Feds ready to give Honolulu 30 percent of rail project’s cost
For Mayor Peter Carlisle, news that the Federal Transit Administration is prepared to sign a $1.55 billion subsidy for Honolulu's rail project was like an early Christmas present. The amount represents 30 percent of the project's estimated cost.
"This is the best holiday gift the citizens of Honolulu could possibly receive," a smiling Carlisle told reporters during a news conference at his Honolulu Hale office.
On Monday, the FTA announced a full funding grant agreement for the $5.3 billion elevated rail line had been forwarded to both chambers of Congress for a 30-day review. Once lawmakers in the House and Senate finish their respective examinations, the agency is free to execute the agreement with the city.
Dan Grabauskas, executive director and CEO of the Honolulu Authority for Rapid Transportation, labeled the FFGA a "done deal."
"The word we got today is we got the money, so it's on its way," said Grabauskas. "Further I would say that once a full funding grant has been executed, never in the history of the Congress has it not been fully funded."
Carlisle doesn't expect pushback from Republican members of Congress since Rep. John Mica of Florida, who chairs the Committee on Transportation and Infrastructure, has already signaled his support for placing rail in Honolulu. The mayor also had a message for rail opponents, who continue to fight the city in federal court.
"Rail is on the way," said Carlisle. "We've got the money, (so) get out of the way."
U.S. District Judge A. Wallace Tashima will hear arguments Dec. 12 in a federal court case that was filed in May 2011 by rail opponents, including losing mayoral candidate Ben Cayetano.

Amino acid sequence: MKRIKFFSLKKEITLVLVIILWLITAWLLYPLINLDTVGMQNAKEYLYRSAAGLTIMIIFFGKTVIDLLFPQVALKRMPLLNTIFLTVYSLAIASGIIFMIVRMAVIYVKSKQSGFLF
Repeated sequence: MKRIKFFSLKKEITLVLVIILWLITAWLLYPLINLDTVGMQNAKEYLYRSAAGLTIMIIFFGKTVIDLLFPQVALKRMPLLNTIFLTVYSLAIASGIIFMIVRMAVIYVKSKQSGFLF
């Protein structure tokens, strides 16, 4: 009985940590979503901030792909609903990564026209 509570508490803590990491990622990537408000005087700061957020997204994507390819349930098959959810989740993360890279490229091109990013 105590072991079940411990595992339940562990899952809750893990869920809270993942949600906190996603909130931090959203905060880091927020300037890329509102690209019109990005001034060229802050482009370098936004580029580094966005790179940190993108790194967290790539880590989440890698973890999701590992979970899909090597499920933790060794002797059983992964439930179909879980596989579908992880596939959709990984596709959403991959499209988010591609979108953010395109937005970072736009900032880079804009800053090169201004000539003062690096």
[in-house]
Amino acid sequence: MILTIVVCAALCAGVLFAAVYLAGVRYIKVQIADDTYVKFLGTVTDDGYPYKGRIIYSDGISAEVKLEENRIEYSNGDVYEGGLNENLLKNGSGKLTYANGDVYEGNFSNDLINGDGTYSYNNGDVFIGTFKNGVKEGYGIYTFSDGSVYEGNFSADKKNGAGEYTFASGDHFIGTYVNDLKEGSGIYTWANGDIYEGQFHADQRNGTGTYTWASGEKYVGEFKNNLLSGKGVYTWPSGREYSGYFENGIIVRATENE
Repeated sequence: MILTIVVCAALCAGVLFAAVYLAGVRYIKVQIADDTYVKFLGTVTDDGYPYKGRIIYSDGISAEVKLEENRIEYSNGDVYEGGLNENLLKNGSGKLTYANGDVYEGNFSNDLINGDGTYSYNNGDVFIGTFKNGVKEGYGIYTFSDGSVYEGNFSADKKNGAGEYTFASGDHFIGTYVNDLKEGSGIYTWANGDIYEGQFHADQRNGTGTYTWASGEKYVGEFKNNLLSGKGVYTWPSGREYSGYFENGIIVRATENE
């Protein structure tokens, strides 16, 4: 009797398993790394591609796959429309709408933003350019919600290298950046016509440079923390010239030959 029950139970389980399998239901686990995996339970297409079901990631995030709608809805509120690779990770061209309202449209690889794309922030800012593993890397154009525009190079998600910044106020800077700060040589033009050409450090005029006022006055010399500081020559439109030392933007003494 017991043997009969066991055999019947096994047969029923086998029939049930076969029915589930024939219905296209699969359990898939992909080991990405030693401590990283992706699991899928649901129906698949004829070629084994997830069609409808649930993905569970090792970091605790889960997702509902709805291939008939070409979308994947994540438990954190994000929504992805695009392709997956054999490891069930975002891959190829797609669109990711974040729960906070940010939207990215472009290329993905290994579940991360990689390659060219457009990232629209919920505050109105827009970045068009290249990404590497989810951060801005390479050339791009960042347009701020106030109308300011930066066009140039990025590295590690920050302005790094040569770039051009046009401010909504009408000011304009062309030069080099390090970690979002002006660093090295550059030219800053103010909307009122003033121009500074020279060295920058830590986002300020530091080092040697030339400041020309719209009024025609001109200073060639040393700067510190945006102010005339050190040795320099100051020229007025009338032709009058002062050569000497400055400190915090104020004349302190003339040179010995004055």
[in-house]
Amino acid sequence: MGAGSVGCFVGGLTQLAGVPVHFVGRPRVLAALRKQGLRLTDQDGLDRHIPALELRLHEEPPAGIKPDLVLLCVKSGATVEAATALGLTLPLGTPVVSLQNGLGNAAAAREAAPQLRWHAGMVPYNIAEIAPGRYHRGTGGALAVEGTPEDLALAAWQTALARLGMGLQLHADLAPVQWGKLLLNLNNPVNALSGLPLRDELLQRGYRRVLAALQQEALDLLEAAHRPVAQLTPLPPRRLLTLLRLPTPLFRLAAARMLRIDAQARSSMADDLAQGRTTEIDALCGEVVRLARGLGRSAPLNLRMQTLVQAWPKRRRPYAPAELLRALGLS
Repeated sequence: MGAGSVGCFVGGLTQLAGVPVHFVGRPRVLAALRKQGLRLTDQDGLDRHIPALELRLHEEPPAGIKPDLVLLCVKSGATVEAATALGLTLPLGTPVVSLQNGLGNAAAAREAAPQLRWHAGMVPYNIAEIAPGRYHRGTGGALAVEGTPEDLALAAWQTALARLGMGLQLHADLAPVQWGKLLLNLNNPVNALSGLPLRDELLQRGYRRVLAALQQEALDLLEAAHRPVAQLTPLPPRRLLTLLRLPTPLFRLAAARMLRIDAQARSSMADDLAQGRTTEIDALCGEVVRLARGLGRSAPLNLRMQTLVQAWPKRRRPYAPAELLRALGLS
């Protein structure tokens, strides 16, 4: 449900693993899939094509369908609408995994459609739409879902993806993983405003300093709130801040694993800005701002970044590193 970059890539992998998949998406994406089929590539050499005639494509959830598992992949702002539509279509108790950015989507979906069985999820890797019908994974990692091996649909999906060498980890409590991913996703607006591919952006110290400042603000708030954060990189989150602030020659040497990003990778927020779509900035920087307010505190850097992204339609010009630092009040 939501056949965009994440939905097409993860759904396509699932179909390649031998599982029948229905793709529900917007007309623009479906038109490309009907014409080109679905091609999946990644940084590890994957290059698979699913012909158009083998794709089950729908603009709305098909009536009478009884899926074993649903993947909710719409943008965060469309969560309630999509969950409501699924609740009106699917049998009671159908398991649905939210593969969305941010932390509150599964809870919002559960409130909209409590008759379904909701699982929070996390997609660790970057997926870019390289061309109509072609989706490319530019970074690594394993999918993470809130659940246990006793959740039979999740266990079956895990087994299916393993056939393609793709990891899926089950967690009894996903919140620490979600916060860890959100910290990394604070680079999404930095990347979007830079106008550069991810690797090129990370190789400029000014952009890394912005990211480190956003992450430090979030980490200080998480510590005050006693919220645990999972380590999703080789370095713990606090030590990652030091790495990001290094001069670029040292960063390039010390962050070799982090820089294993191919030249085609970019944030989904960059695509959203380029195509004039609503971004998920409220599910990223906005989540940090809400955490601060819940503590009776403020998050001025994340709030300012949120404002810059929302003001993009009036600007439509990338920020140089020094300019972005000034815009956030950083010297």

On Nov. 1, Tashima issued a ruling that handed rail supporters a victory on all but three points.
The judge said the city must decide how to lessen impacts of the rail project on historic Mother Waldron Park in Kakaako, and whether locating part of the rail line underground along Beretania Street has been adequately studied. Tashima also wants the city to identify more culturally sensitive properties as the rail line enters the city center.
Grabauskas said federal transit officials were willing to look past the remaining issues in the federal lawsuit because the FTA was satisfied with evidence presented by HART.
"We can accommodate the court's wishes," he said. "We will have no impact to schedule and a minimal impact to cost as a result of the federal case."
The city expects the FFGA to be paid out over a period of five years, including a $200 million down payment once the document is signed. When the $1.55 billion is added to the $907 million collected so far through an excise tax surcharge, the rail project is on track to amass nearly 50 percent of the expected cost of construction.
Sen. Dan Inouye, chairman of the Senate Appropriations Committee, said congressional review of the FFGA marks an important step forward in funding for rail.
"The path to this agreement with the federal government has not been easy, but like the construction of the H-3 Freeway for Windward Oahu residents, and significant improvements to Kalanianaole Highway for East Honolulu, the rail transit project will bring welcome relief to West Oahu residents who spend too much time stuck in traffic," said Inouye.
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